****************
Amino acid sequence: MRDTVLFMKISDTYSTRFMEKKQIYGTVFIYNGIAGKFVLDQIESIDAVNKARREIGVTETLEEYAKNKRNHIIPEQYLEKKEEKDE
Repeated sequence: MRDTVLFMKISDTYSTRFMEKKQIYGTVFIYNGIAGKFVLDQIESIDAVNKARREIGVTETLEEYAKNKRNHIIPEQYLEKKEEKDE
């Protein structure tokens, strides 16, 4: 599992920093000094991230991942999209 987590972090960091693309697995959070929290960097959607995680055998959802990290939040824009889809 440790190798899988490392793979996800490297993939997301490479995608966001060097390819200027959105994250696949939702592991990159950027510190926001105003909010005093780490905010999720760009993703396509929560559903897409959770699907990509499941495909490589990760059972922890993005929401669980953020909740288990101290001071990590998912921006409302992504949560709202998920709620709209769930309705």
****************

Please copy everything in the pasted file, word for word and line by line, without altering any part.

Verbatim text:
Amino acid sequence: MRDTVLFMKISDTYSTRFMEKKQIYGTVFIYNGIAGKFVLDQIESIDAVNKARREIGVTETLEEYAKNKRNHIIPEQYLEKKEEKDE
Repeated sequence: MRDTVLFMKISDTYSTRFMEKKQIYGTVFIYNGIAGKFVLDQIESIDAVNKARREIGVTETLEEYAKNKRNHIIPEQYLEKKEEKDE
């Protein structure tokens, strides 16, 4: 599992920093000094991230991942999209 987590972090960091693309697995959070929290960097959607995680055998959802990290939040824009889809 440790190798899988490392793979996800490297993939997301490479995608966001060097390819200027959105994250696949939702592991990159950027510190926001105003909010005093780490905010999720760009993703396509929560559903897409959770699907990509499941495909490589990760059972922890993005929401669980953020909740288990101290001071990590998912921006409302992504949560709202998920709620709209769930309705």